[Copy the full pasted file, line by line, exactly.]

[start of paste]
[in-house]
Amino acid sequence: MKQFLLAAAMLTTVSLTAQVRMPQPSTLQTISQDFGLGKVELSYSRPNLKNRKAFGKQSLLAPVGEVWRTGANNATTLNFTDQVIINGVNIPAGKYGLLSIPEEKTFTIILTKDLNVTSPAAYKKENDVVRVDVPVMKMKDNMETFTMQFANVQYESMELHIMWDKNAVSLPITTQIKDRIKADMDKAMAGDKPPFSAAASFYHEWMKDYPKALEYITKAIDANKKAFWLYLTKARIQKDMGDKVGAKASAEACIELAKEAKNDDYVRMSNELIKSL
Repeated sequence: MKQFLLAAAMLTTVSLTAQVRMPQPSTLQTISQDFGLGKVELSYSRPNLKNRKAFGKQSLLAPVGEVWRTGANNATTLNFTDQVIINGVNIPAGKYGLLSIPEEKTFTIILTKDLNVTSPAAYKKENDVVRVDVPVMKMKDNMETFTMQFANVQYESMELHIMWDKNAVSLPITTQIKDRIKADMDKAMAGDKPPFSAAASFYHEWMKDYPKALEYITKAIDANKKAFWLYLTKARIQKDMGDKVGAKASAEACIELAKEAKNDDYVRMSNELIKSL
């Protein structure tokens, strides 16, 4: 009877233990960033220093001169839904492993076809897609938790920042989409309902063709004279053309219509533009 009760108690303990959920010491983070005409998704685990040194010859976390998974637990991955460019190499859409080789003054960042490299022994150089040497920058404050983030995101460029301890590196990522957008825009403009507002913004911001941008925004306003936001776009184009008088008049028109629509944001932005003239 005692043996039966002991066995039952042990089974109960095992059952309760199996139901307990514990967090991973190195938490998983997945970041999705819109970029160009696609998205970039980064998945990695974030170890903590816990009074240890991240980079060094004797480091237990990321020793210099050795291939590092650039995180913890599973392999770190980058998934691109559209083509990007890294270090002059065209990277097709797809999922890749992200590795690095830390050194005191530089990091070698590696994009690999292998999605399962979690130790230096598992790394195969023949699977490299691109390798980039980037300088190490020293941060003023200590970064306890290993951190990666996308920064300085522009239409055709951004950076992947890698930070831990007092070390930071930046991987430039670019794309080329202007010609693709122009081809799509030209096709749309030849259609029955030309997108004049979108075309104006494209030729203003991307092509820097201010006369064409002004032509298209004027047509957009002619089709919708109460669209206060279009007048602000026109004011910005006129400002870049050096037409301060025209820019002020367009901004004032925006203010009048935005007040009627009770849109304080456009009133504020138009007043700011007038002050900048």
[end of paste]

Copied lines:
[in-house]
Amino acid sequence: MKQFLLAAAMLTTVSLTAQVRMPQPSTLQTISQDFGLGKVELSYSRPNLKNRKAFGKQSLLAPVGEVWRTGANNATTLNFTDQVIINGVNIPAGKYGLLSIPEEKTFTIILTKDLNVTSPAAYKKENDVVRVDVPVMKMKDNMETFTMQFANVQYESMELHIMWDKNAVSLPITTQIKDRIKADMDKAMAGDKPPFSAAASFYHEWMKDYPKALEYITKAIDANKKAFWLYLTKARIQKDMGDKVGAKASAEACIELAKEAKNDDYVRMSNELIKSL
Repeated sequence: MKQFLLAAAMLTTVSLTAQVRMPQPSTLQTISQDFGLGKVELSYSRPNLKNRKAFGKQSLLAPVGEVWRTGANNATTLNFTDQVIINGVNIPAGKYGLLSIPEEKTFTIILTKDLNVTSPAAYKKENDVVRVDVPVMKMKDNMETFTMQFANVQYESMELHIMWDKNAVSLPITTQIKDRIKADMDKAMAGDKPPFSAAASFYHEWMKDYPKALEYITKAIDANKKAFWLYLTKARIQKDMGDKVGAKASAEACIELAKEAKNDDYVRMSNELIKSL
């Protein structure tokens, strides 16, 4: 009877233990960033220093001169839904492993076809897609938790920042989409309902063709004279053309219509533009 009760108690303990959920010491983070005409998704685990040194010859976390998974637990991955460019190499859409080789003054960042490299022994150089040497920058404050983030995101460029301890590196990522957008825009403009507002913004911001941008925004306003936001776009184009008088008049028109629509944001932005003239 005692043996039966002991066995039952042990089974109960095992059952309760199996139901307990514990967090991973190195938490998983997945970041999705819109970029160009696609998205970039980064998945990695974030170890903590816990009074240890991240980079060094004797480091237990990321020793210099050795291939590092650039995180913890599973392999770190980058998934691109559209083509990007890294270090002059065209990277097709797809999922890749992200590795690095830390050194005191530089990091070698590696994009690999292998999605399962979690130790230096598992790394195969023949699977490299691109390798980039980037300088190490020293941060003023200590970064306890290993951190990666996308920064300085522009239409055709951004950076992947890698930070831990007092070390930071930046991987430039670019794309080329202007010609693709122009081809799509030209096709749309030849259609029955030309997108004049979108075309104006494209030729203003991307092509820097201010006369064409002004032509298209004027047509957009002619089709919708109460669209206060279009007048602000026109004011910005006129400002870049050096037409301060025209820019002020367009901004004032925006203010009048935005007040009627009770849109304080456009009133504020138009007043700011007038002050900048």